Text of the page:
At the end of the day one can see a golden glow on the faces of the children and hear the level of excitement of their chatter as they race to tell their parents of their day’s adventures. Although it may be a short visit to Londolozi, hopefully they will go home not only with some new skills and knowledge, they will also have an enhanced love for nature which we see shaping how they move forward in life.

A Sanctuary For Man and Elephant

It’s a story that has reached people near and far, because it speaks to the heart.

Perhaps it is because of the heart that we detect in them, the subjects of the story, the elephants of Africa, that pulls us in.

Perhaps this is what bonds the groomsmen, the carers of the herd living in the Camp Jabulani orphanage, with these gentle giants.

This is a story not without challenges, but it is one that has survived generations, of both man and elephant, and one that continues to change.

The 1st of April 2017 saw the launch of the new elephant experience at Camp Jabulani, in the Kapama Private Game Reserve of South Africa, after the decision was made to end elephant-back safaris.

We recently featured the launch in our blog, but wanted to share the lodge’s new video with you. Take a look at this cinematic show of the heart of Camp Jabulani below and find out more about the new elephant interaction here.


What Happens On The Water Stays On The Water

“There’s nothing – absolutely nothing – half so much worth doing as messing about in boats.” – Kenneth Grahame, The Wind In The Willows

It has to do with the freedom of it all, this attraction to boats. As the vessel slips out of the dock and the jetty moves further and further out of sight, so does any sense of connection to duty. And wifi. What happens on the water stays on the water and it does so in a dream that can’t be broken for as long as your pontoon keeps floating.

In the middle of the Zibadianja Lagoon, the source of the Savute Channel, in northern Botswana, we lounged on a couch on the HES Zib, Zarafa Camp’s special pontoon boat, a 275 sq. foot deck with couches, a dining area and bar. We brunched with the hippos and elephants of the 320,000 acre Selinda Reserve, an area linking the Okavango Delta and the Chobe/Savute corridors. We were miles from home, from the familiar. And like the birds sailing through the stillness of the morning air around us, we felt free.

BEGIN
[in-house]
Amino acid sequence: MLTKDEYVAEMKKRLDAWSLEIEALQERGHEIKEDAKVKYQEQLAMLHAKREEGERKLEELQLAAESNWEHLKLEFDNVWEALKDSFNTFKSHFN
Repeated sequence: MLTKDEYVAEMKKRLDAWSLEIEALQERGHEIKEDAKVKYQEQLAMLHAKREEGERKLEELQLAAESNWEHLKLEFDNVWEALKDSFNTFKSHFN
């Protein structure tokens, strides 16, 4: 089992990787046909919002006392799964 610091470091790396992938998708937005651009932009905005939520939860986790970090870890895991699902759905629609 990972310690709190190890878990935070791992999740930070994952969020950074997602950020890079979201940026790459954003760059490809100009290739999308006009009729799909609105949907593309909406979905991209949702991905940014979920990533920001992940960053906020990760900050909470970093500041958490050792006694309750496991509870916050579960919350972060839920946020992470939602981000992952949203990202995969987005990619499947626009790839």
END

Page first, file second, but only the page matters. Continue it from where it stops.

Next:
The open-billed storks soared on thermals overhead. The pelicans cruised low over the lagoon. The Barred Owlets, Jacobin Cuckoos and Arrow-marked Babblers, all went about their day, their wings taking them upward and onward.

We had spent time in the thick of the bush around Zarafa Camp, the intimate tented camp from the Great Plains Conservation. We’d sat in the game vehicle beside two male lions and a lost cub and trailed the female pride trying to sniff them out. We had witnessed a long tail of elephants wading through shallow water, slowly but with purpose.

But now we were in the water ourselves. Or at least on it. With none of the sea’s fierce tides pushing us around, only the sweet hush of a lagoon in the African wilderness. A little wilder than the average Lake Placid, with crocodiles and hippos sidling below. But their daunting presence only further instills the sense of freedom. In the words of Jim Morrison, “Expose yourself to your deepest fear; after that, fear has no power, and the fear of freedom shrinks and vanishes. You are free.”

Taking it a step further, the freedom you feel at this hideaway is enhanced by the “off the grid” approach to the camp. Not relying on outsiders, you feel even more… away from it all.

Zarafa Camp was created to be the best and most environmentally innovative camp on the continent, a green luxury safari camp. Along with the recycled hardwoods and canvas used in the construction, all the camp’s electricity comes from its solar farm while ‘bio gas’ plants recycle waste into usable cooking gas.

And isn’t that why we travel? To feel free? Free and wild. To claim our positions as captains of our own pontoon.

Discover more about Zarafa Camp in Botswana on the Relais & Châteaux website and in our blogs:

Safaris and the Things That Really Matter in Life

How To Dine In The Wild

The Secret Life of Cats